The Economic Impact of High Risk Investing


My husband and I live in Miami. This was a hot real estate market just two years ago–white hot. The one bedroom condo that my husband had purchased just a couple years before doubled in value. Expecting our first child, we needed more room. Fortunately for us, real estate was moving fast and mortgage brokers were giddy with big commissions.

Unfortunately for us, when real estate is moving quickly, it’s considered a sellers market. In a sellers market, eager buyers are competing for the same property making it difficult to get a contract much less a great deal. Pre-construction homes were selling out in hours with buyers waiting in line for days. Determined to find just the right house, at just the right price, we celebrated our daughter’s first birthday just days after moving into our new home. Getting the mortgage was easy; it was outbidding the other buyers that proved to be difficult.


Then the market cooled. The amateur investors who had been driving the prices up panicked. Sell! Sell! Sell! It was like watching online investors dump everything when the stock market has a bad day. What some might call a housing slump, others viewed as a dive.


Amateur investors operated under the false assumption that the Miami real estate market was a sure win. Watching their friends and neighbors make money hand over fist (and lulled into false expectations by 30 minute real estate shows) amateur investors over extended themselves to cash in on the lucrative “real estate flip”. Flipping is the practice of buying a property, making minimal upgrades and reselling for a profit. Flipping is also the term used when investors buy at pre-construction prices and then resell once the property is ready for occupation.


Many of these amateur real estate investors signed high, interest only loans to keep the payments low while they negotiated a quick turn over. Often they would sell to a new investor, who was confident the market would go even higher. Many of these individuals signed multiple mortgages with high risk lenders.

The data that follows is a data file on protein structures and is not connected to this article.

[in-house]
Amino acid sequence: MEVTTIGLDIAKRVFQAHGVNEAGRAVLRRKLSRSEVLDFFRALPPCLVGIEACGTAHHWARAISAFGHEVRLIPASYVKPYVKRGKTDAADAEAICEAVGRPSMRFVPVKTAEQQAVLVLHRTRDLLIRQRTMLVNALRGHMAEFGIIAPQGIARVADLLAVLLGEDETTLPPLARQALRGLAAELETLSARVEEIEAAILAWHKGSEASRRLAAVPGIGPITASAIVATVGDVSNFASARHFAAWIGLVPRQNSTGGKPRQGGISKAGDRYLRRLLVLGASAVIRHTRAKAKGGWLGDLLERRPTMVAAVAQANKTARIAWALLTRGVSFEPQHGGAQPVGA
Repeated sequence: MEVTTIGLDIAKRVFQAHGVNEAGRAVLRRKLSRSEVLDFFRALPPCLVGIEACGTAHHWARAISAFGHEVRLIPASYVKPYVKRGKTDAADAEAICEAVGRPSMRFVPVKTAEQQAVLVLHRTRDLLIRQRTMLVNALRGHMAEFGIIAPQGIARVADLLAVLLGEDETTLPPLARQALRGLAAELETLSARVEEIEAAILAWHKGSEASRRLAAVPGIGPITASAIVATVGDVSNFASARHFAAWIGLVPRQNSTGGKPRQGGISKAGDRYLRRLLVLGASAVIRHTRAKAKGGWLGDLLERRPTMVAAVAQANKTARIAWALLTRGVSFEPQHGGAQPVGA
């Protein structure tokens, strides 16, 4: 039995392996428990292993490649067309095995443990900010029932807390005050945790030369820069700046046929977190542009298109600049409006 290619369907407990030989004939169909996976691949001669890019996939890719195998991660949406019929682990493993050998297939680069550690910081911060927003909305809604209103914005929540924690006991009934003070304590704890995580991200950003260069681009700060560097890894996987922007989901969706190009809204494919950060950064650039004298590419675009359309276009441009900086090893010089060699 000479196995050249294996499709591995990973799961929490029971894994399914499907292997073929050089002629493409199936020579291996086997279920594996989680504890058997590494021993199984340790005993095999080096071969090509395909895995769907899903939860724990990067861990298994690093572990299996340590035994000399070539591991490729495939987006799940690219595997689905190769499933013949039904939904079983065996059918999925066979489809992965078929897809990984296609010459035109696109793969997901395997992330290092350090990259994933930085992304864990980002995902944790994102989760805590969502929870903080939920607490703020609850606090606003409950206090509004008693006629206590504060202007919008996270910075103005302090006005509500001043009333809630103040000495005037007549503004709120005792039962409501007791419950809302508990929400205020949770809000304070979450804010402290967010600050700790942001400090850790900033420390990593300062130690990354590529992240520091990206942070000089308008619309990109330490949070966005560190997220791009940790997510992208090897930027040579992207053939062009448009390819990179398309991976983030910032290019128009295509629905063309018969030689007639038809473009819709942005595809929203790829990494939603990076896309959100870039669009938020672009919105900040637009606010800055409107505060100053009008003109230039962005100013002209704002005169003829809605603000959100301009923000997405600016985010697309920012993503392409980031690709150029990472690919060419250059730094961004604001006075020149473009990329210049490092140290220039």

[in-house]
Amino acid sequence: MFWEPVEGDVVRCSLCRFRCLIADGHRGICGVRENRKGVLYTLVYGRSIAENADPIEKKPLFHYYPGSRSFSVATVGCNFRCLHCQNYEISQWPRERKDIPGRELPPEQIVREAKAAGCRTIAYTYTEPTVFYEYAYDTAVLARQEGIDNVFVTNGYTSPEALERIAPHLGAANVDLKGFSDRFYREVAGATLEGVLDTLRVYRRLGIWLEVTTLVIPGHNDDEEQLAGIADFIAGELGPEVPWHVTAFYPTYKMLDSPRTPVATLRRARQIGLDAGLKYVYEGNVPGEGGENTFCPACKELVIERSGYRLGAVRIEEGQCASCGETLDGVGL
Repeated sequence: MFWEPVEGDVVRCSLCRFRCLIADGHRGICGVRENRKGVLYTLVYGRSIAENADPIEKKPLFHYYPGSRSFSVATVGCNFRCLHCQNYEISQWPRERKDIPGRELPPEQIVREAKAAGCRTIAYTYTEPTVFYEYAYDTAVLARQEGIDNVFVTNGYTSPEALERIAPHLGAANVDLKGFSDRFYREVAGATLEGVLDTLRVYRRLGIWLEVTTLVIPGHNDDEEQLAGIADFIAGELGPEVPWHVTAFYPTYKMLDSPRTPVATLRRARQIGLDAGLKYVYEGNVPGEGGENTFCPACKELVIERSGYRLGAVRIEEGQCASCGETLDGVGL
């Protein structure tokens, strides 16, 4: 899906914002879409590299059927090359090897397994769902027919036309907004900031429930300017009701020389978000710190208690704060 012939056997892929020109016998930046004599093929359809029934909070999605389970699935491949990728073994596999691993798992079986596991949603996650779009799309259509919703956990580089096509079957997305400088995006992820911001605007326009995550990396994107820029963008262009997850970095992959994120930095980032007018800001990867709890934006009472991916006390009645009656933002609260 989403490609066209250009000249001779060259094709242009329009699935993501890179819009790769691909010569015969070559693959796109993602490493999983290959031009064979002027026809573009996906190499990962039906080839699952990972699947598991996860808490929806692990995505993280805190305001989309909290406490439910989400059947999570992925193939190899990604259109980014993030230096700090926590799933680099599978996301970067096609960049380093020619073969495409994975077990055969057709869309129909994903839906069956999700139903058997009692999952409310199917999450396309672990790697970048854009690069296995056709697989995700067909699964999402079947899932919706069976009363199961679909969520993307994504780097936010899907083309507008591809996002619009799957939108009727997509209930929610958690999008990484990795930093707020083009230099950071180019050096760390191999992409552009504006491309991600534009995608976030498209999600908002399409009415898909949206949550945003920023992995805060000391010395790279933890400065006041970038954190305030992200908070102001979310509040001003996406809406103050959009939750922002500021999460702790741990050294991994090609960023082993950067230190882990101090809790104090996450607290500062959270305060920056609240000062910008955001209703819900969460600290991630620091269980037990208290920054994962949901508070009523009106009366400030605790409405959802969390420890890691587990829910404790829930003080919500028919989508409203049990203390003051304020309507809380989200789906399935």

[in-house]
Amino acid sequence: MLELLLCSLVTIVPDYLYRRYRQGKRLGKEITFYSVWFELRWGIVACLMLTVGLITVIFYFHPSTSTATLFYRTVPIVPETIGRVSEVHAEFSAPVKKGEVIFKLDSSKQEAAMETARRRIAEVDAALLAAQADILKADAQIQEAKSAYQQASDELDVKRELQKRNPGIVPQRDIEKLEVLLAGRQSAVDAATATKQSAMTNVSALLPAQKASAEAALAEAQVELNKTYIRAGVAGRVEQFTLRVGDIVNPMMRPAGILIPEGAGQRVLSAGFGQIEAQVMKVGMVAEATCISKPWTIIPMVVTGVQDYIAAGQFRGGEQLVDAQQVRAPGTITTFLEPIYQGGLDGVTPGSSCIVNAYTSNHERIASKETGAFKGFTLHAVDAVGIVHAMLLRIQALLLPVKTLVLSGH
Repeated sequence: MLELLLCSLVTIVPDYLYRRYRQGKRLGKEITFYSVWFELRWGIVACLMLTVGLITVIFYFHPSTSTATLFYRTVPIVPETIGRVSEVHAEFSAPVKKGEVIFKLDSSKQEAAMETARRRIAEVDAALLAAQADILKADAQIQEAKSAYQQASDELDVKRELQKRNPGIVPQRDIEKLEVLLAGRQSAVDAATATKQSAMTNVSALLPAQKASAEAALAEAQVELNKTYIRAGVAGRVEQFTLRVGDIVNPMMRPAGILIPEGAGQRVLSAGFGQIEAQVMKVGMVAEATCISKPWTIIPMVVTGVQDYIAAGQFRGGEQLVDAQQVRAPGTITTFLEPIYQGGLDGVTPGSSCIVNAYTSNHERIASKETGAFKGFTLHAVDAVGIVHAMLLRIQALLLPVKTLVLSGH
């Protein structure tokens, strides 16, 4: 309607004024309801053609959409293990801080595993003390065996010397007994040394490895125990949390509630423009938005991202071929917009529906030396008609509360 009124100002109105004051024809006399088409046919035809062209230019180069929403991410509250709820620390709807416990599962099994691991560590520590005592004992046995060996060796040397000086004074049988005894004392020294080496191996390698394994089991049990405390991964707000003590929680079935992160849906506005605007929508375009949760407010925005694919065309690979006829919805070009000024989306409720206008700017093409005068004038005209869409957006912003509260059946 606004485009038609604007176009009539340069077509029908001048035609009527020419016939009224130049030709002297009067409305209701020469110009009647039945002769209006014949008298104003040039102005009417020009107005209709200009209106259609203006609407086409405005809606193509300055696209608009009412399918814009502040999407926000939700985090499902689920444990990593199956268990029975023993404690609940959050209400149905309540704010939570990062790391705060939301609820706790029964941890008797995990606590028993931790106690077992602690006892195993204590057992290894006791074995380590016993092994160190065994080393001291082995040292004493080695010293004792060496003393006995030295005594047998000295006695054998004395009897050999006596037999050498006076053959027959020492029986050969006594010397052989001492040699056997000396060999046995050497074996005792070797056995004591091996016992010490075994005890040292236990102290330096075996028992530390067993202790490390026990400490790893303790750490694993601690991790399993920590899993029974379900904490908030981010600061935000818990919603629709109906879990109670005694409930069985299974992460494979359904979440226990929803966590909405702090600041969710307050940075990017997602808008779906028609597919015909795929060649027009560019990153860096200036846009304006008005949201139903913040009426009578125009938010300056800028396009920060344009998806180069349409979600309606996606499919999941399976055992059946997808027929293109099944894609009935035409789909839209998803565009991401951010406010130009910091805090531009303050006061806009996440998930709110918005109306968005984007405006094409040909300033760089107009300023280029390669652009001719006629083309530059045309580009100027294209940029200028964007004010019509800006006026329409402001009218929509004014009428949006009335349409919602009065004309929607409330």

When the housing market went into a slump, buyers (mostly amateur investors who where no longer interested) stopped competing for contracts. As a general rule, homeowners aren’t really fazed by housing slumps. Like investors who hold stocks long term, they can ride it out. If now is not a good time to sell, they simply take the sign down and wait.


For amateur investors, a housing slump can be their worst nightmare. Generally, amateur investors can not afford to pay a full mortgage on their investment properties. When the market begins to cool, when head lines read “housing bubble about to burst” they need to get out fast. The sell, sell mentality drives the market down as “for sale” signs go up.


When the neighborhood is littered with for sale signs, buyers realize the market has changed in their favor. The property feeding frenzy comes to an end. Welcome to the housing slump.